Wlliam Gilmore Simms
Southward Ho! A Spell of Sunshine >> Chapter XIII / The Bride of the Battle. A Tale of the Revolution. >> Page 294

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Novel (Romance) | Redfield | 1854
Transcription 294 SOUTHWARD ITO !
CHAPTER VIII.
IT was with feelings of a tumultuous satisfaction that Mat Dun-
bar found himself in possession of this new prize. He at once
conceived a new sense of his power, and prepared to avail him-
self of all his advantages. But we must suffer our friend Brough
to become the narrator of this portion of our history. Anxious
about events, Coulter persuaded the old African, nothing loath, to
set forth on a scouting expedition to the farmstead. Following
his former footsteps, which had been hitherto planted in secu-
rity, the negro made his way, an hour before daylight, toward
the cabin in which Mimy, and her companion Lizzy, a young
girl of sixteen, were housed. They, too, had been compelled to
change their abodes under the tort' usurpation ; and now occu-
pied an ancient tenement of logs, which, in its time, had gone
through a curious history. It had first been a hog-pen, next a
hunter's lodge ; had stabled horses, and had been made a tem-
porary fortress during Indian warfare. It was ample in its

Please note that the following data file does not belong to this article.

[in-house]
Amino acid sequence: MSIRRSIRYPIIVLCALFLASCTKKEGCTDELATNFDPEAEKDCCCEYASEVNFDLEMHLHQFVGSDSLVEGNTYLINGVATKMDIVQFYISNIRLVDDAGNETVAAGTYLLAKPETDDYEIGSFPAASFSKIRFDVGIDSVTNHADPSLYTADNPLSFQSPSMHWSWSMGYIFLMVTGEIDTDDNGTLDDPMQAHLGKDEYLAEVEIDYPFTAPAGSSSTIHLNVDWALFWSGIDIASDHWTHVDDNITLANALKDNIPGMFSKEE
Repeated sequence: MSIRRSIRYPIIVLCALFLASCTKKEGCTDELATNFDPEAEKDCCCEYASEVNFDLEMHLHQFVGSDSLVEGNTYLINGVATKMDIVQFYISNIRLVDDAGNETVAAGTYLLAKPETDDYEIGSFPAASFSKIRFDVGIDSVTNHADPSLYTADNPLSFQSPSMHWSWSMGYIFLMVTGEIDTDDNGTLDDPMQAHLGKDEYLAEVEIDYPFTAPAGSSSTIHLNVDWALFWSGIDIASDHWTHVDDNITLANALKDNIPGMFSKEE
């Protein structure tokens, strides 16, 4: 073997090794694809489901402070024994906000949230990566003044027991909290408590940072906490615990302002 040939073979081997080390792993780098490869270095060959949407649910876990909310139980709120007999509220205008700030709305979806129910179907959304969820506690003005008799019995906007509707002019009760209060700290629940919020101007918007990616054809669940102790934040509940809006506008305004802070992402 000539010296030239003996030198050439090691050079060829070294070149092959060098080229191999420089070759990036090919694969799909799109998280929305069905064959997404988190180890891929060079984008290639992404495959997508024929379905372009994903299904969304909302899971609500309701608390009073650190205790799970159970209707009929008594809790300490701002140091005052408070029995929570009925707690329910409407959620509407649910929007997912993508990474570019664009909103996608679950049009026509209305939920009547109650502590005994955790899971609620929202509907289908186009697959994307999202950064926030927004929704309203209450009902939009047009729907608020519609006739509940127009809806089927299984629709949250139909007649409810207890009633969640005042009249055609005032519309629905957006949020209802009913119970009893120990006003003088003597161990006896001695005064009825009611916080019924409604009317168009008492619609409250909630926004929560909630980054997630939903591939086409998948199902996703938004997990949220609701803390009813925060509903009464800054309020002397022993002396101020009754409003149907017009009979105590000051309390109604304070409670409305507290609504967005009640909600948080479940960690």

dimensions�made of heavy cypresses ; but the clay which had
filled its interstices had fallen out ; of the chimney nothing re-
mained but the fireplace ; and one end of the cabin, from the
decay of two or more of its logs, had taken such an inclination
downward, as to leave the security which it offered of ex-
ceedingly dubious value. The negro does not much regard
these things, however, and old Mimy enjoyed her sleeps here
quite as well as at her more comfortable kitchen. The place,
indeed, possessed some advantages under the peculiar circum-
stances. It stood on the edge of a limestone sink-hole�one of
those wonderful natural cavities with which the country abounds.
This was girdled by cypresses and pines, and, fortunately for
Brough, at this moment, when a drought prevailed, was entirely
free from water. A negro loves anything, perhaps, better than
water�he would sooner bathe in the sun than in the stream, and
would rather wade through a forest full of snakes than suffuse
his epidermis unnecessarily with an element which no one will
insist was made for ills uses. It was important that the sink-
hole near Mimy's abode should be dry at this juncture, for it was
here that Brough found his hiding-place. He could approach
this place under cover of the woods. There was an awkward
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